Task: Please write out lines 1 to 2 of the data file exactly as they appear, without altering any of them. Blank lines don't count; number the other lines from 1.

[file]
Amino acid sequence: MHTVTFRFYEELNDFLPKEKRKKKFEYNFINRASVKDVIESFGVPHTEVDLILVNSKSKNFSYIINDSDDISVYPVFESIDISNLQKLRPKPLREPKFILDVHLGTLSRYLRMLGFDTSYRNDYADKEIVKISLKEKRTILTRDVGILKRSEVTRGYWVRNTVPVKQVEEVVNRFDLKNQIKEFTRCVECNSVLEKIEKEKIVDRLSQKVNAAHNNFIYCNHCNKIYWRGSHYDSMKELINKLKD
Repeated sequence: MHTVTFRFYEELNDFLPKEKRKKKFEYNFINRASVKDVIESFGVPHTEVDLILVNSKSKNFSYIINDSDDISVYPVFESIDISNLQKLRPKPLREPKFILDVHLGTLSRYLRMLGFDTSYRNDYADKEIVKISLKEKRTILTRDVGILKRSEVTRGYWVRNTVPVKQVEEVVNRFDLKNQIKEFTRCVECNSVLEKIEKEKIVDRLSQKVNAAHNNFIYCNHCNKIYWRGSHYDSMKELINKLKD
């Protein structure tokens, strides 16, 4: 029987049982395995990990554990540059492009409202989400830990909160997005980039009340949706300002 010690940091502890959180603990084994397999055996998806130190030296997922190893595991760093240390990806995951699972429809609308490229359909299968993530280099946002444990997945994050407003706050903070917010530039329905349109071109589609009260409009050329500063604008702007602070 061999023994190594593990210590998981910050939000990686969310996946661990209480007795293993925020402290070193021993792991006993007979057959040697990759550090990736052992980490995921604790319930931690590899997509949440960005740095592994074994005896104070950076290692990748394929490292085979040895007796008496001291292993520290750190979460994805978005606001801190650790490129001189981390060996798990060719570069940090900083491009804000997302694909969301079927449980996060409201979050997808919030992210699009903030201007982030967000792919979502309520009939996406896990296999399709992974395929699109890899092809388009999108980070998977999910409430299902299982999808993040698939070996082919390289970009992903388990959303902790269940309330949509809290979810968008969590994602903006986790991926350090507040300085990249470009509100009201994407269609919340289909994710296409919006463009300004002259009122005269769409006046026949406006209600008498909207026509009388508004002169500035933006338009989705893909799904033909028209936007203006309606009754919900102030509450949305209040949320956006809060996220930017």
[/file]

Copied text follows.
Amino acid sequence: MHTVTFRFYEELNDFLPKEKRKKKFEYNFINRASVKDVIESFGVPHTEVDLILVNSKSKNFSYIINDSDDISVYPVFESIDISNLQKLRPKPLREPKFILDVHLGTLSRYLRMLGFDTSYRNDYADKEIVKISLKEKRTILTRDVGILKRSEVTRGYWVRNTVPVKQVEEVVNRFDLKNQIKEFTRCVECNSVLEKIEKEKIVDRLSQKVNAAHNNFIYCNHCNKIYWRGSHYDSMKELINKLKD
Repeated sequence: MHTVTFRFYEELNDFLPKEKRKKKFEYNFINRASVKDVIESFGVPHTEVDLILVNSKSKNFSYIINDSDDISVYPVFESIDISNLQKLRPKPLREPKFILDVHLGTLSRYLRMLGFDTSYRNDYADKEIVKISLKEKRTILTRDVGILKRSEVTRGYWVRNTVPVKQVEEVVNRFDLKNQIKEFTRCVECNSVLEKIEKEKIVDRLSQKVNAAHNNFIYCNHCNKIYWRGSHYDSMKELINKLKD